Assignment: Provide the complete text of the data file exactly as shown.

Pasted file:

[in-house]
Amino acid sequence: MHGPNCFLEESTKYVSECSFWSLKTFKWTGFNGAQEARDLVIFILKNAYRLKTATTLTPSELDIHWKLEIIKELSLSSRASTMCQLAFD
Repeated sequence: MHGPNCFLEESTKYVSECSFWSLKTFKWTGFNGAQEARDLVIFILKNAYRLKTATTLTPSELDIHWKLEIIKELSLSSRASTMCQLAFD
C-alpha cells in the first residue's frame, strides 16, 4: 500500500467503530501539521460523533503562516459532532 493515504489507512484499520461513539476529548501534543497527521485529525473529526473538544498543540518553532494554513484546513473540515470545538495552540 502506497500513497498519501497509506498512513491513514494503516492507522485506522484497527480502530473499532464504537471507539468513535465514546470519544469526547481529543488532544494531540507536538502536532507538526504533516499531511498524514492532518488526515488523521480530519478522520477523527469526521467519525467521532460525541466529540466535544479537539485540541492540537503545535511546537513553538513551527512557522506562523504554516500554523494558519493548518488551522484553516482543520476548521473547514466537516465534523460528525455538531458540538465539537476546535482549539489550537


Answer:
[in-house]
Amino acid sequence: MHGPNCFLEESTKYVSECSFWSLKTFKWTGFNGAQEARDLVIFILKNAYRLKTATTLTPSELDIHWKLEIIKELSLSSRASTMCQLAFD
Repeated sequence: MHGPNCFLEESTKYVSECSFWSLKTFKWTGFNGAQEARDLVIFILKNAYRLKTATTLTPSELDIHWKLEIIKELSLSSRASTMCQLAFD
C-alpha cells in the first residue's frame, strides 16, 4: 500500500467503530501539521460523533503562516459532532 493515504489507512484499520461513539476529548501534543497527521485529525473529526473538544498543540518553532494554513484546513473540515470545538495552540 502506497500513497498519501497509506498512513491513514494503516492507522485506522484497527480502530473499532464504537471507539468513535465514546470519544469526547481529543488532544494531540507536538502536532507538526504533516499531511498524514492532518488526515488523521480530519478522520477523527469526521467519525467521532460525541466529540466535544479537539485540541492540537503545535511546537513553538513551527512557522506562523504554516500554523494558519493548518488551522484553516482543520476548521473547514466537516465534523460528525455538531458540538465539537476546535482549539489550537